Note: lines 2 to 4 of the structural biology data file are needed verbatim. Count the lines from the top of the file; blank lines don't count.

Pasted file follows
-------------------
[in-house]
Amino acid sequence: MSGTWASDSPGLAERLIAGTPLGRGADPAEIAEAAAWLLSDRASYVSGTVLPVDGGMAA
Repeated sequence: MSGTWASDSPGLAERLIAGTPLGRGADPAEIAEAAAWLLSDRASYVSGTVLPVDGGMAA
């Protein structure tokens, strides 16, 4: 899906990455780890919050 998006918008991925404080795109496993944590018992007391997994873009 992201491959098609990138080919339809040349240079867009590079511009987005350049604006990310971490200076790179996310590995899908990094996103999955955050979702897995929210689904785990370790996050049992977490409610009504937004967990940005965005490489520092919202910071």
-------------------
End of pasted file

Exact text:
Amino acid sequence: MSGTWASDSPGLAERLIAGTPLGRGADPAEIAEAAAWLLSDRASYVSGTVLPVDGGMAA
Repeated sequence: MSGTWASDSPGLAERLIAGTPLGRGADPAEIAEAAAWLLSDRASYVSGTVLPVDGGMAA
């Protein structure tokens, strides 16, 4: 899906990455780890919050 998006918008991925404080795109496993944590018992007391997994873009 992201491959098609990138080919339809040349240079867009590079511009987005350049604006990310971490200076790179996310590995899908990094996103999955955050979702897995929210689904785990370790996050049992977490409610009504937004967990940005965005490489520092919202910071």